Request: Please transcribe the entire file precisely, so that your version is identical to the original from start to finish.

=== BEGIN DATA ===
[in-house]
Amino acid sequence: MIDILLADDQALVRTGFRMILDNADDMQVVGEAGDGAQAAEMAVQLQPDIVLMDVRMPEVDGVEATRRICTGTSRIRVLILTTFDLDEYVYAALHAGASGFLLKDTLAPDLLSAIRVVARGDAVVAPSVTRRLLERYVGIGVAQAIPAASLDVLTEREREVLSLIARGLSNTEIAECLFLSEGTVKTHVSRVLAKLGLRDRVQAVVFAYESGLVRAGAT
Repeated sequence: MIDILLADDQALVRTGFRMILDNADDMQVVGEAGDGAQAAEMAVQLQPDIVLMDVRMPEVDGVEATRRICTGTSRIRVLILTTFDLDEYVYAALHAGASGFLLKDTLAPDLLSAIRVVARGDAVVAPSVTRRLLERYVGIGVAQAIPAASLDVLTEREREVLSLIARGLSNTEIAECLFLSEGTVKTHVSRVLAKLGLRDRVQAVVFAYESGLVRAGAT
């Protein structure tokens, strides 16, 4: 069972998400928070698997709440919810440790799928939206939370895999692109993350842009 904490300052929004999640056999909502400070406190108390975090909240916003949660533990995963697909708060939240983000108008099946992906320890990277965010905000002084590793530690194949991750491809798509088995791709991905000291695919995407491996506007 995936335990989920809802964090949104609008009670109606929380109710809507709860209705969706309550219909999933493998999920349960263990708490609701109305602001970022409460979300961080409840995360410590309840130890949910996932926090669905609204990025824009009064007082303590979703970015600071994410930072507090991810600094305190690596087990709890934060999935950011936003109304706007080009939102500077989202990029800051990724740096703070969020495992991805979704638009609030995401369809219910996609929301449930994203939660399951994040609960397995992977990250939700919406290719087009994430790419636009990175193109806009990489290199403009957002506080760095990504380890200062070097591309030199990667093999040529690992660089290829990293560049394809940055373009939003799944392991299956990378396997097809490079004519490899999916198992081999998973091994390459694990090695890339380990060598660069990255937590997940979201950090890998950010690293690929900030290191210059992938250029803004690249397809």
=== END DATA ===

[in-house]
Amino acid sequence: MIDILLADDQALVRTGFRMILDNADDMQVVGEAGDGAQAAEMAVQLQPDIVLMDVRMPEVDGVEATRRICTGTSRIRVLILTTFDLDEYVYAALHAGASGFLLKDTLAPDLLSAIRVVARGDAVVAPSVTRRLLERYVGIGVAQAIPAASLDVLTEREREVLSLIARGLSNTEIAECLFLSEGTVKTHVSRVLAKLGLRDRVQAVVFAYESGLVRAGAT
Repeated sequence: MIDILLADDQALVRTGFRMILDNADDMQVVGEAGDGAQAAEMAVQLQPDIVLMDVRMPEVDGVEATRRICTGTSRIRVLILTTFDLDEYVYAALHAGASGFLLKDTLAPDLLSAIRVVARGDAVVAPSVTRRLLERYVGIGVAQAIPAASLDVLTEREREVLSLIARGLSNTEIAECLFLSEGTVKTHVSRVLAKLGLRDRVQAVVFAYESGLVRAGAT
């Protein structure tokens, strides 16, 4: 069972998400928070698997709440919810440790799928939206939370895999692109993350842009 904490300052929004999640056999909502400070406190108390975090909240916003949660533990995963697909708060939240983000108008099946992906320890990277965010905000002084590793530690194949991750491809798509088995791709991905000291695919995407491996506007 995936335990989920809802964090949104609008009670109606929380109710809507709860209705969706309550219909999933493998999920349960263990708490609701109305602001970022409460979300961080409840995360410590309840130890949910996932926090669905609204990025824009009064007082303590979703970015600071994410930072507090991810600094305190690596087990709890934060999935950011936003109304706007080009939102500077989202990029800051990724740096703070969020495992991805979704638009609030995401369809219910996609929301449930994203939660399951994040609960397995992977990250939700919406290719087009994430790419636009990175193109806009990489290199403009957002506080760095990504380890200062070097591309030199990667093999040529690992660089290829990293560049394809940055373009939003799944392991299956990378396997097809490079004519490899999916198992081999998973091994390459694990090695890339380990060598660069990255937590997940979201950090890998950010690293690929900030290191210059992938250029803004690249397809």